A word (or several) of caution:
Not everything that players try to use a stunt for will be Stunt-worthy (so to speak). And people won't always calmly accept your ruling. Be gracious, offer chances to re-describe the action(s) if you think that a Stunt *could* be used in that situation. But in the end, the power is in your hands/claws/tentacles etc. Only you (the DM) can tell what fits the bill in *your* setting.
Took me long enough to get here didn't it? So you want rule on how to assign bonuses? Sorry, no such thing. This is by it's nature a flowing a free form system. Something that was worth +3 yesterday might be worth +5 today (thought I strongly encourage all DMs to not reward copied or reused stunts. Just like an audience, you should want things fresh and new). here is a VERY general guideline for assigning numbers (note that all examples will be for DnD, but this system can be used with other systems, your numbers will change though):
Barely anything interesting, cool, or dramatic happened: Why are you allowing this to be awarded bonuses anyway? Regardless this should get a minimum reward, +1 or +2 at most.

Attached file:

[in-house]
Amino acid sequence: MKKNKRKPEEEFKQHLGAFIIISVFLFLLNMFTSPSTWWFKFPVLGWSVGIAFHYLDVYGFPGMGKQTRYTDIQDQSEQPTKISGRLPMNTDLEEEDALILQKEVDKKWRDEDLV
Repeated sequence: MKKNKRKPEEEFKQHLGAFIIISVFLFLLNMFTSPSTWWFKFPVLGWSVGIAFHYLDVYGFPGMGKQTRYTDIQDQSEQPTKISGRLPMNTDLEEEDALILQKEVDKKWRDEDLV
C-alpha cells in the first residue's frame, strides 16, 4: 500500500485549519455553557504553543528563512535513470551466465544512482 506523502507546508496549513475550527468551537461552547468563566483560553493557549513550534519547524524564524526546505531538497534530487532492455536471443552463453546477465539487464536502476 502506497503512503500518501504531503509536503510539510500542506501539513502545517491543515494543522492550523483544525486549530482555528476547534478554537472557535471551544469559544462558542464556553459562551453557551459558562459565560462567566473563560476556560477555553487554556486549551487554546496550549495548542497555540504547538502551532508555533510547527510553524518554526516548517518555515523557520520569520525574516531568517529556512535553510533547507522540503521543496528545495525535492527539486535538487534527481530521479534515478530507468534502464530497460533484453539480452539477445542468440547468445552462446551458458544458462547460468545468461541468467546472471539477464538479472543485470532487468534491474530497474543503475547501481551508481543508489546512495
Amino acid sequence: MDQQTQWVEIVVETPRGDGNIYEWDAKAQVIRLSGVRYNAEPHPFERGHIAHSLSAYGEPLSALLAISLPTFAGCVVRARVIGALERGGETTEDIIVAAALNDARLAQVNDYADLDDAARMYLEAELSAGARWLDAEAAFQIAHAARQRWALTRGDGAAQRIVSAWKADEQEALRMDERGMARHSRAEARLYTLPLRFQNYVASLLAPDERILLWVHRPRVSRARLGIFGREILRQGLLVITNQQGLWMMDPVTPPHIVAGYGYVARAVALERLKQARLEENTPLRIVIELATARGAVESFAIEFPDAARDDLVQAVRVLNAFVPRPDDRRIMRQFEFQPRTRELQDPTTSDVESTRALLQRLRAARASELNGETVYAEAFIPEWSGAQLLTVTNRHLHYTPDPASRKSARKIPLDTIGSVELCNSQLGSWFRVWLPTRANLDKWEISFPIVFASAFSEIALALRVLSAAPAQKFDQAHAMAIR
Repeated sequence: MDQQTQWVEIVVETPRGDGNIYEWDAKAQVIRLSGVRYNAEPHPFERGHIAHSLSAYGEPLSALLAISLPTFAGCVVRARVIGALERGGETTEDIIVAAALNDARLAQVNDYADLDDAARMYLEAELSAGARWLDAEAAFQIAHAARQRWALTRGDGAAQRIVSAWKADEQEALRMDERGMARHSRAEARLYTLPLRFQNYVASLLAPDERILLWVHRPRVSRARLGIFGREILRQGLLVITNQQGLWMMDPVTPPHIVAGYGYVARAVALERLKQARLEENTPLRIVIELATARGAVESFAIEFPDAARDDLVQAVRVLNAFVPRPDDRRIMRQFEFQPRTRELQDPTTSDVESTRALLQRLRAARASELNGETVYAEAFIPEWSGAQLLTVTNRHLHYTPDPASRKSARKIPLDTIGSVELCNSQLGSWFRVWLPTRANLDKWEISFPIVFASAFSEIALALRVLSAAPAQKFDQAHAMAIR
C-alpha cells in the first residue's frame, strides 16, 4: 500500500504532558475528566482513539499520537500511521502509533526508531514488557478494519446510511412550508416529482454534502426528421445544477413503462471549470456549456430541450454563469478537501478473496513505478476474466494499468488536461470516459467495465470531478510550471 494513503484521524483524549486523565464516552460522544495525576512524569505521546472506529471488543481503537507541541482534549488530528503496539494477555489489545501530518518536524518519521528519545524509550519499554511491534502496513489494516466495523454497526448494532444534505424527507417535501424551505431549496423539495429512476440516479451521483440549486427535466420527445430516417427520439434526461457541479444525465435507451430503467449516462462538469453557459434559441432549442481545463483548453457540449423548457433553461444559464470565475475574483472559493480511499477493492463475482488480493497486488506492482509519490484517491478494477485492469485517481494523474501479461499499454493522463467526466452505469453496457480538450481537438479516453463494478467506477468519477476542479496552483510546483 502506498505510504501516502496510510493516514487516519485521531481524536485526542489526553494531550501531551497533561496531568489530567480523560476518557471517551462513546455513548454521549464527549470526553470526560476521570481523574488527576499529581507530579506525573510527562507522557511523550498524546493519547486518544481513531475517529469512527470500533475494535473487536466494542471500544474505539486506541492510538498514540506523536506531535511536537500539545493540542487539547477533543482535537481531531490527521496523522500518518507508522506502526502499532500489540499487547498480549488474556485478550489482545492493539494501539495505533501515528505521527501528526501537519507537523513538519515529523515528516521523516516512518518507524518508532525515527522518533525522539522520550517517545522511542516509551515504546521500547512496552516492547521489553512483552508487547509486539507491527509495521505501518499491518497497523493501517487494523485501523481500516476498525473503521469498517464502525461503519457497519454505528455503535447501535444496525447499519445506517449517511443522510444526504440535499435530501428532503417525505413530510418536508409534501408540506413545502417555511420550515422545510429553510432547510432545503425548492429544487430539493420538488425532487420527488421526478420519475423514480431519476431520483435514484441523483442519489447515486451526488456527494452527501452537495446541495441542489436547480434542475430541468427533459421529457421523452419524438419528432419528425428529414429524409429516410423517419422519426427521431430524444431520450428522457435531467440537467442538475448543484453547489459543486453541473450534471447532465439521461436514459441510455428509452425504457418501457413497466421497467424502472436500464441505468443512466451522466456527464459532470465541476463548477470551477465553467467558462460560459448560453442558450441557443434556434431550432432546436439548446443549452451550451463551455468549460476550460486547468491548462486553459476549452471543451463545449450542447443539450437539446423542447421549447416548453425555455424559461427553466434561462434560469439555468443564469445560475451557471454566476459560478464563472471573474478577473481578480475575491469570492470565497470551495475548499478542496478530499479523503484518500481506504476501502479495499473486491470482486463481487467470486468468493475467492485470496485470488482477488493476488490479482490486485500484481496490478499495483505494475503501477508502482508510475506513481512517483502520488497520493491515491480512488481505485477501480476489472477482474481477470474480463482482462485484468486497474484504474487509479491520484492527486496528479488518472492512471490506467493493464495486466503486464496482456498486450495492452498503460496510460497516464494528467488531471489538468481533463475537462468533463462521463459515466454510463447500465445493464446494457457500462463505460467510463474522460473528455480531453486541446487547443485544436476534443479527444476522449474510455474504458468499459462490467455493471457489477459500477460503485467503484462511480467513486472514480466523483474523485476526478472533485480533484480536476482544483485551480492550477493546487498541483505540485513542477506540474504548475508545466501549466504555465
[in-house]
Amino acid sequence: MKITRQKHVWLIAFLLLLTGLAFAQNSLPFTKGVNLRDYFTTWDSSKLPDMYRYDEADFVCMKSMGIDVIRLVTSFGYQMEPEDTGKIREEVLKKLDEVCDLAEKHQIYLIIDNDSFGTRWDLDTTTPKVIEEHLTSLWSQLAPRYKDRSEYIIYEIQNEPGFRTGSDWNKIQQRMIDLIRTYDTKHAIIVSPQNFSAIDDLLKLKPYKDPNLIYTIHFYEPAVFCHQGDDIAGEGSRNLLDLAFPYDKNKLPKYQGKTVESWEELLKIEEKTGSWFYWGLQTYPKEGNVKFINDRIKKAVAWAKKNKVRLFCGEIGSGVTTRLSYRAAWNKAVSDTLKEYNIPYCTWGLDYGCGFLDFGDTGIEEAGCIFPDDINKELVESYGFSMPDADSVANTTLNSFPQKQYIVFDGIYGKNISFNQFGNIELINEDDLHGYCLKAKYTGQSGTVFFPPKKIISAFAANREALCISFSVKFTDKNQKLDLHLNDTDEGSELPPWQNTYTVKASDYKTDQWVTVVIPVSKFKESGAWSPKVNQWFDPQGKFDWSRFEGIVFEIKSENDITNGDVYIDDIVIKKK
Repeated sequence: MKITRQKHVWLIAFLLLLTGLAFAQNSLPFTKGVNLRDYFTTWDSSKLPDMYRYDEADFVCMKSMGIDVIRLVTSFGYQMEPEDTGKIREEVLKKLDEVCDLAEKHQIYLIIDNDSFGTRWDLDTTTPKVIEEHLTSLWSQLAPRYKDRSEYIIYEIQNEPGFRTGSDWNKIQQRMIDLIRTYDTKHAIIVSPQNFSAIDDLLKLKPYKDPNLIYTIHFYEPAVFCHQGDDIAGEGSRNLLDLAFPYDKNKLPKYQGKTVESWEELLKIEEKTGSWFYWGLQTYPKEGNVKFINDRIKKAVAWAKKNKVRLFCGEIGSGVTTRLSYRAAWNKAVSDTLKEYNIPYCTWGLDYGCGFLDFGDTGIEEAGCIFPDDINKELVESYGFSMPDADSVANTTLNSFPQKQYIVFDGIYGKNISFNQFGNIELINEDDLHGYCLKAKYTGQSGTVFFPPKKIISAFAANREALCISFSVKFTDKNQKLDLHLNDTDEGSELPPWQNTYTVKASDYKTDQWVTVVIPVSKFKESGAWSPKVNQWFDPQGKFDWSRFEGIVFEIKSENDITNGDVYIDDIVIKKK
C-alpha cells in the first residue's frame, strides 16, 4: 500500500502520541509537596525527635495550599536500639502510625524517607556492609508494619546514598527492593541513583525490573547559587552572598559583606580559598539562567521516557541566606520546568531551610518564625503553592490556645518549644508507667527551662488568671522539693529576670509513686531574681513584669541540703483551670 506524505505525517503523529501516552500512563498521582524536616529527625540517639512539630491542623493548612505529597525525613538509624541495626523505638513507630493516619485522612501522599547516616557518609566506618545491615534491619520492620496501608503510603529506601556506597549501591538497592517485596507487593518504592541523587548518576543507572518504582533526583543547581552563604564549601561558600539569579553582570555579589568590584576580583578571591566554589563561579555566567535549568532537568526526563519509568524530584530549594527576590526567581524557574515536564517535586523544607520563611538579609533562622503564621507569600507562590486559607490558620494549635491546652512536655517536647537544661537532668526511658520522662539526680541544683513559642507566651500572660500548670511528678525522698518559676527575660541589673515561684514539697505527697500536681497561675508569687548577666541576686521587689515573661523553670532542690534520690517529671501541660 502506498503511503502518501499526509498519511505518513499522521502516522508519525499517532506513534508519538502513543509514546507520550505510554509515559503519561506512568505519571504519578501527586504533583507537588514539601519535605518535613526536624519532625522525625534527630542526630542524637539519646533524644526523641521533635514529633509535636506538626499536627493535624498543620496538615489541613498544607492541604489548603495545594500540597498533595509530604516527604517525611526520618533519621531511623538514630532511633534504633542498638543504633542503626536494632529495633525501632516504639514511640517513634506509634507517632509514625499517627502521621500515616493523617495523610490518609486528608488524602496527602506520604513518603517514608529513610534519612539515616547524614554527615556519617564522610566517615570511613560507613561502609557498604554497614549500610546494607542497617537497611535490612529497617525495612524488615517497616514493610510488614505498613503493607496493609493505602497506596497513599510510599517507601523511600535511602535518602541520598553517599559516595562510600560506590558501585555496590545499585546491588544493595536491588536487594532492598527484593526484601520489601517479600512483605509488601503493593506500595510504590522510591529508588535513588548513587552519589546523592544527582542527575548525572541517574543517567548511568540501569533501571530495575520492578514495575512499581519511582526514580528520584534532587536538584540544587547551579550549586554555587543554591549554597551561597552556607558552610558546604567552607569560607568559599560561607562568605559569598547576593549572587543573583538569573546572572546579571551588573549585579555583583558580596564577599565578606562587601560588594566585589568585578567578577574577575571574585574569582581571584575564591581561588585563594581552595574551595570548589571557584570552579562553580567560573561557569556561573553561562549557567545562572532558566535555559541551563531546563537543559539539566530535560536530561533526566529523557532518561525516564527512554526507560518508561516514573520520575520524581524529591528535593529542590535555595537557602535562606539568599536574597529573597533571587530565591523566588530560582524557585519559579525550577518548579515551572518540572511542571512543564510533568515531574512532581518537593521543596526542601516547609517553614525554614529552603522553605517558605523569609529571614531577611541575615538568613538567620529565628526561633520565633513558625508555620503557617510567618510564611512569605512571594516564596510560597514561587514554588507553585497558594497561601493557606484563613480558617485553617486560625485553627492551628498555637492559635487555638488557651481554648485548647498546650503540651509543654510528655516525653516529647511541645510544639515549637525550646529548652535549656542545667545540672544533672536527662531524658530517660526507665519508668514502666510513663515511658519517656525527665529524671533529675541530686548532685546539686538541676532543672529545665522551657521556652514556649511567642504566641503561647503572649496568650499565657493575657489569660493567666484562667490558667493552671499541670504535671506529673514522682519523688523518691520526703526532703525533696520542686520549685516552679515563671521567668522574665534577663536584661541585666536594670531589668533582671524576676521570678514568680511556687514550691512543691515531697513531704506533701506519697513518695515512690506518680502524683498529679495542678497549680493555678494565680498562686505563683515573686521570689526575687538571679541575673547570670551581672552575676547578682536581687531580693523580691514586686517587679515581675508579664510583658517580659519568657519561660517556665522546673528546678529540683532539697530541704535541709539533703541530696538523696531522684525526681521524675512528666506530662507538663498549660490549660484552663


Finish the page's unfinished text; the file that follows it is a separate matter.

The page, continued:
Something interesting,cool, or dramatic happened: +3 to +5, with the higher end being for things that fall just short of the next category.
Amazing things happening here: This is where camera phones would be pulled out and videos put on youtube. +6 to +8 range. Beware of coolness overload from the next category.
Holy cow did that really just happen?: Break out the champaign and flute glasses boys, because we just hit paydirt. This is approaching dangerously close to 6 digit special effects budget levels of action and heartstring-tugging levels of drama and suspense. +9 to +11. Note that the truly exceptional cases go into the next category.
Stunned Silence: Whatever was just said was so cool that the entire table is left silent by it's mere passing. this is where you start breaking out the 'teens for bonuses.
Disclaimer and Warning:
This is basically Rule of Cool incarnate, so if that's not what you are going for, then don't use this. Additionally, this requires cooperation on BOTH ends. The DM can wave as many bonuses in front of the players as he/she wants, but in the end, it is up to the players to use it. At the same time, the players can come up with as many stunts as they want, but unless the DM is willing to try to work with them, then they are just wasting their breath and time.